Monday, 7 October 2013

South eastern Kephallenia and the Topography of Homeric Ithaca

(excerpt from the book: Homeric Ithaca, H. Putman Cramer / G. Metaxas


Recent excavations and archaeological research[i] have shown that the Pronnoi (Πρόννοι) district, in the South eastern part of Kephallenia (Kefalonia), contains a great many prehistoric sites. The outstanding find in this area has been the monumental Mycenaean royal tholos tomb[ii] outside the village of Tzannata, which attests to the existence of a major city of some importance beyond its own borders, ruled by a Mycenaean prince.[iii]

Aerial photograph of the Mycenaean royal tholos tomb at Arès near Tzannata, just outside the impressive Poros gorge, which was excavated from 1992 to 1994 by Dr. Lazaros Kolonas, who became later the  General Director of Antiquities in the Ministry of Culture.
(Photo: Lazaros Kolonas)


It is a fact that after more than a hundred years of excavations in the Ionian Islands – mostly on Ithaki,[iv] where finds attesting to Mycenaean habitation have been few and far between – it appears from the
archaeological evidence that Kephallenia as a whole was the undisputed Mycenaean centre in the islands of western Greece.[v] It is therefore reasonable to ask whether the Mycenaean sites in the Pronnoi district could possibly be connected with the centre of Homeric (Mycenaean?) Ithaca, for which the archaeologist’s spade has been searching for so long.[vi]
A map of 1798 showing Aitolia, Akarnania, the north-west Peloponnese and the islands of Kephallenia, Ithaki and Lefkada. The city-state of Pronnoi (Pronaea) is marked at the south-eastern tip of Kephallenia.   (Map collection of Fotis Kremmydas).

Evidently the territory of Pronnoi was one of the most important areas of Kephallenia (Kefalonia) from early historical times[i] by virtue of its strategic geographical location, since it lies in a key position[ii] for controlling ship movements in the central Ionian Sea and is the closest part of the island to the mainland of Central Greece and the Peloponnese.[iii] (See map, satellite images and photographs.)


Its main marketable resource was the timber from the Mount Ainos fir forests (see coins of the city-state of Pronnoi), which the Pronnaians processed and exported from the only point on the coast where there was an outlet from the hinterland, the mouth of the Vohynas torrent, which served as the port for all the surrounding area. Their other sources of income were shipping, hunting, piracy and cultivation of the fertile and well-watered valleys of Iraklio, Skala, Katelios and Elios, where they also grazed their livestock. All these resources made the Pronnoi district an ideal location for the establishment of a flourishing Mycenaean city, and the existence of such a city has been confirmed by the archaeological finds mentioned above.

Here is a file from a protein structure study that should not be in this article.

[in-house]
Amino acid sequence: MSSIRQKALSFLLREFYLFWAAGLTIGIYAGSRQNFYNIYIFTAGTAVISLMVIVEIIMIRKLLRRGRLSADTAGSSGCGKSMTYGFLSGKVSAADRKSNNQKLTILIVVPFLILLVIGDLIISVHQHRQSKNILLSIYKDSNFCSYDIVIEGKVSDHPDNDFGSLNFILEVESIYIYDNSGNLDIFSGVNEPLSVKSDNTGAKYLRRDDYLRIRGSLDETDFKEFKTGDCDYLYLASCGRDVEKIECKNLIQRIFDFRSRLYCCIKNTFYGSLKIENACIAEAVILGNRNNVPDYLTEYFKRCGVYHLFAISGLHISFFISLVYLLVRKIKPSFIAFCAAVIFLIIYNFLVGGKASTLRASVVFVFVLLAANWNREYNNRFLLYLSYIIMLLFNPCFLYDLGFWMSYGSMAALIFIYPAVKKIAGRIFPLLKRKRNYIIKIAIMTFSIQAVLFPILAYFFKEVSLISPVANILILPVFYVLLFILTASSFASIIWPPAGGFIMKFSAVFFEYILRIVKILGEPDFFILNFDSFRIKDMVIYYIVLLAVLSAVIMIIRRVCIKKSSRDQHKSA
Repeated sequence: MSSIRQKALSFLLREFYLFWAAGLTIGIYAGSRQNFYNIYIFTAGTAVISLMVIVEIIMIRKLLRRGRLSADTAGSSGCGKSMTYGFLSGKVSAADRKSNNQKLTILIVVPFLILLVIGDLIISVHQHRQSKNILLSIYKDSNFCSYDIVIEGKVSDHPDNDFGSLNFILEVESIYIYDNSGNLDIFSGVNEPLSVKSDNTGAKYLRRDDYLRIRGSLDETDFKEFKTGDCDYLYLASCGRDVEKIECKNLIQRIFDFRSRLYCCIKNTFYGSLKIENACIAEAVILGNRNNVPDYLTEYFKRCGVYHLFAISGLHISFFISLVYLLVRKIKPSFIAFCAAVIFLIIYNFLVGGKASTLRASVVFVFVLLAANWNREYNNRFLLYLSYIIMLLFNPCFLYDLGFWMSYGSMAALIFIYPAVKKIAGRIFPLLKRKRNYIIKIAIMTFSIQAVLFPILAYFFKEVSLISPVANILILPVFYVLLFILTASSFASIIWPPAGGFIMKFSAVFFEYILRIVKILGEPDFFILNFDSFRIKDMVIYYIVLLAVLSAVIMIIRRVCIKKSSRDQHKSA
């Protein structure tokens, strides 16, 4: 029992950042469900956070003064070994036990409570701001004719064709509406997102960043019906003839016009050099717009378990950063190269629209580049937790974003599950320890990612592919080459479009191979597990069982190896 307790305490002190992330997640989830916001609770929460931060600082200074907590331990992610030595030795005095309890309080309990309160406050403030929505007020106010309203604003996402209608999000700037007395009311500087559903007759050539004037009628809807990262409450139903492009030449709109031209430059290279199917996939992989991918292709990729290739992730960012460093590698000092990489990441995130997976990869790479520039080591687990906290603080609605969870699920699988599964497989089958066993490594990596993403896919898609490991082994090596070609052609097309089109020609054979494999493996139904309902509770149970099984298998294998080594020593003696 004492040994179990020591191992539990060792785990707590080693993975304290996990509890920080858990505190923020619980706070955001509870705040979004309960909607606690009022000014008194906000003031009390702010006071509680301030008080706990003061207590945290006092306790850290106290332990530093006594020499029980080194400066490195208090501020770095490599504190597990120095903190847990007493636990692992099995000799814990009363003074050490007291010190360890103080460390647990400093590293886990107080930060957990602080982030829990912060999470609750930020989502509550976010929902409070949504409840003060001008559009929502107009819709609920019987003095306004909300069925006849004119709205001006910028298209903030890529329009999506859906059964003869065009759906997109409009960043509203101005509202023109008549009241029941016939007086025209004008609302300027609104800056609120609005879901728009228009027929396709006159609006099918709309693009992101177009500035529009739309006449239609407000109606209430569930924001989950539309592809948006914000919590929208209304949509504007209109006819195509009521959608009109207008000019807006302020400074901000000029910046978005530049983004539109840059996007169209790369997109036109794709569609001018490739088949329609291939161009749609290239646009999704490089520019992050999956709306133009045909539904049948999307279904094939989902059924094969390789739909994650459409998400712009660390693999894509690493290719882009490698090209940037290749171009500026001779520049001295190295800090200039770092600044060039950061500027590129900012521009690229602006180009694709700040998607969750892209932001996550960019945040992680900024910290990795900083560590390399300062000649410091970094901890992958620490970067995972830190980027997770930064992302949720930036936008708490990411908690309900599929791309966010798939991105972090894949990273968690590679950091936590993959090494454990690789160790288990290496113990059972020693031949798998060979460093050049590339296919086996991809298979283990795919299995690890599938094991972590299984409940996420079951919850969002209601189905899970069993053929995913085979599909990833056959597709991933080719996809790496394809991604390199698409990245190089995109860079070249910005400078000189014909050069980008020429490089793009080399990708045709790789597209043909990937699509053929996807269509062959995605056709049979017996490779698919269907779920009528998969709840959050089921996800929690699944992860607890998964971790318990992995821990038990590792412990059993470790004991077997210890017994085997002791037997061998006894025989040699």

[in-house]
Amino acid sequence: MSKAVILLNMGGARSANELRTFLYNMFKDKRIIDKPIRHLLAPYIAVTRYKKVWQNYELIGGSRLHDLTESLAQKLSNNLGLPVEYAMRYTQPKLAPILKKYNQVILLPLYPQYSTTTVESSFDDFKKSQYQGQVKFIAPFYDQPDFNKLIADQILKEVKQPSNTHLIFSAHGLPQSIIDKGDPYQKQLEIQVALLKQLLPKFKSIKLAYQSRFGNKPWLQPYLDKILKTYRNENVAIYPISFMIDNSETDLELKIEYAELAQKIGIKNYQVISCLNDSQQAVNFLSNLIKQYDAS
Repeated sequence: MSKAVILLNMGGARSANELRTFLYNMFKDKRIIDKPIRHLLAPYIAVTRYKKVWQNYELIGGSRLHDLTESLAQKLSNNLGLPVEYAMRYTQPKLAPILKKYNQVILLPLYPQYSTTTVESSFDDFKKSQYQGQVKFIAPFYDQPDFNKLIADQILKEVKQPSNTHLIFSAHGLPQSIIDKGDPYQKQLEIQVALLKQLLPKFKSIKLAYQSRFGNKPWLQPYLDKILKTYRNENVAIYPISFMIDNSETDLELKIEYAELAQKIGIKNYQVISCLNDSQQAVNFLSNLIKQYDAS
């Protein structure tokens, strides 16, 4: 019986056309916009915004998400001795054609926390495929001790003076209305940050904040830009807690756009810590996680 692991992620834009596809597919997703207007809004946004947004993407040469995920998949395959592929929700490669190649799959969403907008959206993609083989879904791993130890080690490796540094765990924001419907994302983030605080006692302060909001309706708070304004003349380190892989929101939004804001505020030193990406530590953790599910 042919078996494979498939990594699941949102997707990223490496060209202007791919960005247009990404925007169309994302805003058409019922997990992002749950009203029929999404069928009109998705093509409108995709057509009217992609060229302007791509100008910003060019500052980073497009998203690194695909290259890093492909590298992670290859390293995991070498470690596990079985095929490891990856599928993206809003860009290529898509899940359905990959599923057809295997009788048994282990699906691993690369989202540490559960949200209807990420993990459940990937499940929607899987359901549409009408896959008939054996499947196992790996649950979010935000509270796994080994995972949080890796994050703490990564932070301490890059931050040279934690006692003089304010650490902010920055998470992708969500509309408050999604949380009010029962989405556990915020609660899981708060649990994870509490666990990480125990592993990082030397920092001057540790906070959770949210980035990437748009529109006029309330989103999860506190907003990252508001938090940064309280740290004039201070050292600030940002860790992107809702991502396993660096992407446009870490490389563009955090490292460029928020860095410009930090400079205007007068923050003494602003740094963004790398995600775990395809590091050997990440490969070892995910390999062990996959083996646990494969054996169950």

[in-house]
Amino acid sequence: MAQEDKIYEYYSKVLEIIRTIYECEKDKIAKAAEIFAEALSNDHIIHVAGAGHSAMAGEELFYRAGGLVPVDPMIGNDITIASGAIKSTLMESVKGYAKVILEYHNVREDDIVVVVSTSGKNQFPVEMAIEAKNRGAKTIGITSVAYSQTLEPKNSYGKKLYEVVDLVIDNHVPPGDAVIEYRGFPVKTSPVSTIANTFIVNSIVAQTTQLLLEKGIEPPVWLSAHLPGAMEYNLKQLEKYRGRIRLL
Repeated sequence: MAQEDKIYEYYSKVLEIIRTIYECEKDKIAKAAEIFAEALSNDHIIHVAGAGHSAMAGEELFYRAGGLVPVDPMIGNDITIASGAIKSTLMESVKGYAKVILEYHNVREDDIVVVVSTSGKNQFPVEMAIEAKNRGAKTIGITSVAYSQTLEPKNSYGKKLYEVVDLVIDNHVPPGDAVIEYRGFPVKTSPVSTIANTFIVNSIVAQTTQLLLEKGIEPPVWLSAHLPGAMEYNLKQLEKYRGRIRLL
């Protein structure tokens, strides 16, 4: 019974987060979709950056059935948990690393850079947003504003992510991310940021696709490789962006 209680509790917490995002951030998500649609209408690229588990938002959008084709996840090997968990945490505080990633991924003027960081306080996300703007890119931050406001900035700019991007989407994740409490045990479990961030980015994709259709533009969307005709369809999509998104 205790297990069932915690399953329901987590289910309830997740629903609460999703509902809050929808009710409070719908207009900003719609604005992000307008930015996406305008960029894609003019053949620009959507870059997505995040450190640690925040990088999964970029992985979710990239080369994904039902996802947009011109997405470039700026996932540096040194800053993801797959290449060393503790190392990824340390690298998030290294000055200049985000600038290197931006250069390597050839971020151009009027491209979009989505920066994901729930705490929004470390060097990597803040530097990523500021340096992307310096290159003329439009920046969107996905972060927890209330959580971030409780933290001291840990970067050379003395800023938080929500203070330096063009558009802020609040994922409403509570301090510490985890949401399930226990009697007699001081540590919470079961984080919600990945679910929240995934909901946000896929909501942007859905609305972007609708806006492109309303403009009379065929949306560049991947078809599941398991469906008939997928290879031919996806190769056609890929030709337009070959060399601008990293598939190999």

Poros . South eastern part of Kephallenia (Kefalonia)
The impressive Poros gorge . In the background is Mount Ainos  

Since the analysis and interpretation of the archaeological evidence is obviously a matter for archaeologists, in this site we shall try to demonstrate that the principal settlements in the Pronnoi district have been connected through the ages with those of the centre of Homeric (Mycenaean?) Ithaca and are clearly to be identified with them.



[i]    Stamatina Zapanti, «Η συμμετοχή των Πρόννων Κεφαλληνίας στη Β’ Αθηναϊκή Συμμαχία», Κεφαλληνιακά Χρονικά 5 (1986) 193-200.
[ii]    Georgios Souris, «Η Σημασία της Κεφαλλωνιάς για τα Ελληνιστικά κράτη και τη Ρώμη», Κεφαλληνιακά Χρονικά 1 (1976) 113.
[iii]   Polybios V 3.9-4.




[i]    Ioannis Moschos, «Μυκηναϊκή κατοίκηση στην Κεφαλληνία. Πληθυσμιακοί πυρήνες, κατάλογος των θέσεων και συμπεράσματα», paper presented to the VII Panionian Conference, Lefkada 2002.
[ii]    Lazaros Kolonas, Αρχαιολογικόν Δελτίον 47 (1992) 154-157.
[iii]   Lazaros Kolonas, «Αρχαίες εγκαταστάσεις νοτιοανατολικής Κεφαλονιάς, θέσεις στρατηγικού ελέγχου του θαλάσσιου και χερσαίου χώρου της περιοχής», Proceedings of the VII Panionian Congress, II, 37-46.
[iv]   S. Marinatos, «Αι εν Κεφαλληνία Ανασκαφαί Coekoop 1&2», Αρχαιολογική Εφημερίς (1933) 47, 100.
[v]    S. Iakovidis, «Κεφαλληνία, Ιθάκη και Ζάκυνθος κατά την Μυκηναϊκή περίοδο», Proceedings of the VII Panionian Congress, I, 85-103.
[vi]   Lazaros Kolonas, «Αρχαίες εγκαταστάσεις νοτιοανατολικής Κεφαλονιάς, θέσεις στρατηγικού ελέγχου του θαλάσσιου και χερσαίου χώρου της περιοχής», Proceedings of the VII Panionian Congress, II, 37-46.

1 comment:

  1. Few and far between, yes, at Ithaca, if you ignore the giant palace found there. Notably, no such complex has been found on another Ionian island.

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